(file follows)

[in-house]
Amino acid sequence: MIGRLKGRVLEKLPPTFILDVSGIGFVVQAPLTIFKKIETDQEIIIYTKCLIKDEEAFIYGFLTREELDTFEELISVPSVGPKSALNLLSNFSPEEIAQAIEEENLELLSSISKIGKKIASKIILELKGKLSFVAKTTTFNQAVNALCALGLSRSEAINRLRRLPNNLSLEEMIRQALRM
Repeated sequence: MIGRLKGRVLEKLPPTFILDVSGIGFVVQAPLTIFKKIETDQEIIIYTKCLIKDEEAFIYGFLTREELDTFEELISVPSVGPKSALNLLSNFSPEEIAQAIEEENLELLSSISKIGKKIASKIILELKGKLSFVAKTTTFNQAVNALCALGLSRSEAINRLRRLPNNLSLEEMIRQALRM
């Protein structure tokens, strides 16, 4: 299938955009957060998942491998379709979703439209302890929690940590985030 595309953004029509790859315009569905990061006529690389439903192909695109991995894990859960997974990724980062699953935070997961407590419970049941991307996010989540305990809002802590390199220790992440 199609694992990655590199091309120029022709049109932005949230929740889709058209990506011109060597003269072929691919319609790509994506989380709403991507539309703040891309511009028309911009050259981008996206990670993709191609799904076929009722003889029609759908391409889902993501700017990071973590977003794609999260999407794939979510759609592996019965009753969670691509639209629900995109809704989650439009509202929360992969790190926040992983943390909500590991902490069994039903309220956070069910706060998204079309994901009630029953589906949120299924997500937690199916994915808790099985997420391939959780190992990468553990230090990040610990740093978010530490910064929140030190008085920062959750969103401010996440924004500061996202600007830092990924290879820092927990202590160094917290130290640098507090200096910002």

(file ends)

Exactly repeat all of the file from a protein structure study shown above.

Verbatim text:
[in-house]
Amino acid sequence: MIGRLKGRVLEKLPPTFILDVSGIGFVVQAPLTIFKKIETDQEIIIYTKCLIKDEEAFIYGFLTREELDTFEELISVPSVGPKSALNLLSNFSPEEIAQAIEEENLELLSSISKIGKKIASKIILELKGKLSFVAKTTTFNQAVNALCALGLSRSEAINRLRRLPNNLSLEEMIRQALRM
Repeated sequence: MIGRLKGRVLEKLPPTFILDVSGIGFVVQAPLTIFKKIETDQEIIIYTKCLIKDEEAFIYGFLTREELDTFEELISVPSVGPKSALNLLSNFSPEEIAQAIEEENLELLSSISKIGKKIASKIILELKGKLSFVAKTTTFNQAVNALCALGLSRSEAINRLRRLPNNLSLEEMIRQALRM
């Protein structure tokens, strides 16, 4: 299938955009957060998942491998379709979703439209302890929690940590985030 595309953004029509790859315009569905990061006529690389439903192909695109991995894990859960997974990724980062699953935070997961407590419970049941991307996010989540305990809002802590390199220790992440 199609694992990655590199091309120029022709049109932005949230929740889709058209990506011109060597003269072929691919319609790509994506989380709403991507539309703040891309511009028309911009050259981008996206990670993709191609799904076929009722003889029609759908391409889902993501700017990071973590977003794609999260999407794939979510759609592996019965009753969670691509639209629900995109809704989650439009509202929360992969790190926040992983943390909500590991902490069994039903309220956070069910706060998204079309994901009630029953589906949120299924997500937690199916994915808790099985997420391939959780190992990468553990230090990040610990740093978010530490910064929140030190008085920062959750969103401010996440924004500061996202600007830092990924290879820092927990202590160094917290130290640098507090200096910002």